kill -9 and POSIX signals?!

It’s 3:30AM on a Saturday, and I’m currently working on a shell in Go. I’m trying to recall how to trap signals in Go, and kill -9 came to my mind. All I knew was that the command “terminates a program”, but why is it actually the case? I don’t understand it well, so I’m going to explore how the kill command and signal actually works.

Here’s what man kill shows:

     kill [-s signal_name] pid ...
     kill -l [exit_status]
     kill -signal_name pid ...
     kill -signal_number pid ...

I didn’t know 9 is actually the signal number! :astonished: Interesting. So, a signal is actually used for sending information between processes or between the kernel and a process.

Here is a high level overview on how I think signals are used:

  • Doing kill -9 <pid> gets the kill utility to make a syscall to generate a SIGKILL signal in the kernel, and this terminates the process pid.
  • Whenever an invalid memory address is accessed, the kernel generates a SIGSEGV signal, and this results in the termination of the process with a segmentation fault.
  • Whenever the user presses Ctrl + C on the keyboard, the kernel sends the SIGINT signal to the shell process, which then sends it to the process.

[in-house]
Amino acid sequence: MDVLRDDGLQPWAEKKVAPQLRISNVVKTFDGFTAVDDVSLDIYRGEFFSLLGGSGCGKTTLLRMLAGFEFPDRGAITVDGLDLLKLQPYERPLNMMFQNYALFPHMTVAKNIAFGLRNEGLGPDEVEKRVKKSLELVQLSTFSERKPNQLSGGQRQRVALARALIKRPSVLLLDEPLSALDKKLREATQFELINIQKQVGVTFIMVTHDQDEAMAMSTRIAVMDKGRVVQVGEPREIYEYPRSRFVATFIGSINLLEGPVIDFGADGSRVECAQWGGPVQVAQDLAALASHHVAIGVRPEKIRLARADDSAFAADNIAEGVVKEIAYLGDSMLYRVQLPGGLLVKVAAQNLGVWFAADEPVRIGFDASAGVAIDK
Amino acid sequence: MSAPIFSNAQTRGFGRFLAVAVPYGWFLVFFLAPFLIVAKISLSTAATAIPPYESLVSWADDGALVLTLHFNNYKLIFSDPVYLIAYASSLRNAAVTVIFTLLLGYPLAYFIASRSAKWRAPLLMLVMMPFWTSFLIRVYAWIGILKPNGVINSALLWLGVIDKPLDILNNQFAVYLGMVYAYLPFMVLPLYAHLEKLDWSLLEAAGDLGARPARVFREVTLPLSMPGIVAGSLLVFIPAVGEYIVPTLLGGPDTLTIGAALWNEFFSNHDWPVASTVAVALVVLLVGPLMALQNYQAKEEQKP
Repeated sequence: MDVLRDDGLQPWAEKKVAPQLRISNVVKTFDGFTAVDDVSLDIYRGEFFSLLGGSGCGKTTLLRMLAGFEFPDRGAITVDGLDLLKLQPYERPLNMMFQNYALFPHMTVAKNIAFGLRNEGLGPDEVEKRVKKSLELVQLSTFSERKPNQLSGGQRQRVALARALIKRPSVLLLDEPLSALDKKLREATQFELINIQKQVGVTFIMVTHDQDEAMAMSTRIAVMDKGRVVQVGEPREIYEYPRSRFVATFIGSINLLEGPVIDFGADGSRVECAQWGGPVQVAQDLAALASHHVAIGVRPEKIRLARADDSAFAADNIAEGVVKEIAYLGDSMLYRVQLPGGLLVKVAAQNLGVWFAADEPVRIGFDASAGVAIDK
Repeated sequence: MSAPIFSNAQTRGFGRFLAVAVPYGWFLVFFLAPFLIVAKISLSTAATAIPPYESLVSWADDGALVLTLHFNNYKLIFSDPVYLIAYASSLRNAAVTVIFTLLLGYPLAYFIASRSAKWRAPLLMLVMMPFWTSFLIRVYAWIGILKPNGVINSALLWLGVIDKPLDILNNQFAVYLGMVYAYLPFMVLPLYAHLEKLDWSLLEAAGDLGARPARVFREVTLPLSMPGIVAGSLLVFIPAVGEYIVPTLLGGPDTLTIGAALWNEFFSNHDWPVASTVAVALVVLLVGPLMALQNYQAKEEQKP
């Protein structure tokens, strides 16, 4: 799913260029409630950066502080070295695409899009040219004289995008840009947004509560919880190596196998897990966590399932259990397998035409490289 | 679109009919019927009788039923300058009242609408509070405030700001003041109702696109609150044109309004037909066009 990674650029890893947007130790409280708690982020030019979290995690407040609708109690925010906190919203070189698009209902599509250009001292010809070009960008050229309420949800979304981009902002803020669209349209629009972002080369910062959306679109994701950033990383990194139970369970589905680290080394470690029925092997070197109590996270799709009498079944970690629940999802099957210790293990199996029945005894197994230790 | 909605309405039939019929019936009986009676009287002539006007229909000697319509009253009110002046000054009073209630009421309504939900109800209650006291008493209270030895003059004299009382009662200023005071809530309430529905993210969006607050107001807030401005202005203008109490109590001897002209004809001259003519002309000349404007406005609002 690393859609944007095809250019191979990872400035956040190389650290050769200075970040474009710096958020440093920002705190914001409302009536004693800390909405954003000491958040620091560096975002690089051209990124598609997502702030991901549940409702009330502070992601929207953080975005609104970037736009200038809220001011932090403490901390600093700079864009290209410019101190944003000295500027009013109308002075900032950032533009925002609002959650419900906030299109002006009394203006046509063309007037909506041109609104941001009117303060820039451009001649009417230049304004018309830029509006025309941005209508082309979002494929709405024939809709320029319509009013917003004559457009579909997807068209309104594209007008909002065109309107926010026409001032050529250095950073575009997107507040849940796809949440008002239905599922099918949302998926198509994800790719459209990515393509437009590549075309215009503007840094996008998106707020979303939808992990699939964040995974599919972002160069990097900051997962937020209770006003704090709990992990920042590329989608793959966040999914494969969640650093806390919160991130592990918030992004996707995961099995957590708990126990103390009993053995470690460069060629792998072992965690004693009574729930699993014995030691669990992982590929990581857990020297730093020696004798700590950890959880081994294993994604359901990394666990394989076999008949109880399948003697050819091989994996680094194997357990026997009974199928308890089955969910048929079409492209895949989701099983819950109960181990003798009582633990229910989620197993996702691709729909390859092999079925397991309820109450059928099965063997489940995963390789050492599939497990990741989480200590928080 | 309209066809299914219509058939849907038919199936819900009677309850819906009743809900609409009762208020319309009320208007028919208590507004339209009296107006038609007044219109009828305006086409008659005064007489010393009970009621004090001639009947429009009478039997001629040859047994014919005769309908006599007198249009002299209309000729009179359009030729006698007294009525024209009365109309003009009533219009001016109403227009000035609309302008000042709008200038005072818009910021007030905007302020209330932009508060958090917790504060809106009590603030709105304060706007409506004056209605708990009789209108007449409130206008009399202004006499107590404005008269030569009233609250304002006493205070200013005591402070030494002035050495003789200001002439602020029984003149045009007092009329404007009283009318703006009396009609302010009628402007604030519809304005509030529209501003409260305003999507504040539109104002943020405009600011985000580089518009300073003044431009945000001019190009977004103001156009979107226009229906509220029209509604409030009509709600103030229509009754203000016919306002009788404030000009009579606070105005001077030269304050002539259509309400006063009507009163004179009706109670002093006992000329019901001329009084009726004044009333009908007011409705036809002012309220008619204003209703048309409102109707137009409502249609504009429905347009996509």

There are many different signal types, and we can list all of them through kill -l or man signal.

bash-3.2$ kill -l
 1) SIGHUP       2) SIGINT       3) SIGQUIT      4) SIGILL
 5) SIGTRAP      6) SIGABRT      7) SIGEMT       8) SIGFPE
 9) SIGKILL     10) SIGBUS      11) SIGSEGV     12) SIGSYS
13) SIGPIPE     14) SIGALRM     15) SIGTERM     16) SIGURG
17) SIGSTOP     18) SIGTSTP     19) SIGCONT     20) SIGCHLD
21) SIGTTIN     22) SIGTTOU     23) SIGIO       24) SIGXCPU
29) SIGINFO     30) SIGUSR1     31) SIGUSR2

The common ones are SIGHUP(1), SIGINT(2) (Ctrl + C), SIGQUIT(3) (Ctrl + D), SIGKILL(9) and SIGTERM(15). By default, kill without the signal name will use SIGTERM. This will ask the process to terminate as soon as it possibly can (i.e. graceful shutdown).

So, how can we actually get the shell process to send it to the inner process? We need traps. Traps allow us to trap some or all of these signals that the kernel sends to the process, and the process could then perform operations on the trapped signal.

We can create a trap for specific signals in our shell process, and when it receives those signals, it can act accordingly, such as forwarding it to the inner process or terminating it, in the case of a SIGINT.

Also, a quick look at the linux kernel source code shows the following fact:

SIGKILL and SIGSTOP cannot be caught, blocked, or ignored.


  • kill -9 <pid> can be translated into:
kill -9 <pid>
kill -SIGKILL <pid>
kill -KILL <pid>
kill SIGKILL <pid>
  • Don’t run kill -9 just because kill doesn’t work. Only do this as a last resort.
  • You cannot SIGKILL pid 1 (init on Linux / launchd on Mac OSX). This is done to assure that the system is not brought down accidentally.

I should probably play with strace someday. I wonder what shows up for these kill syscalls.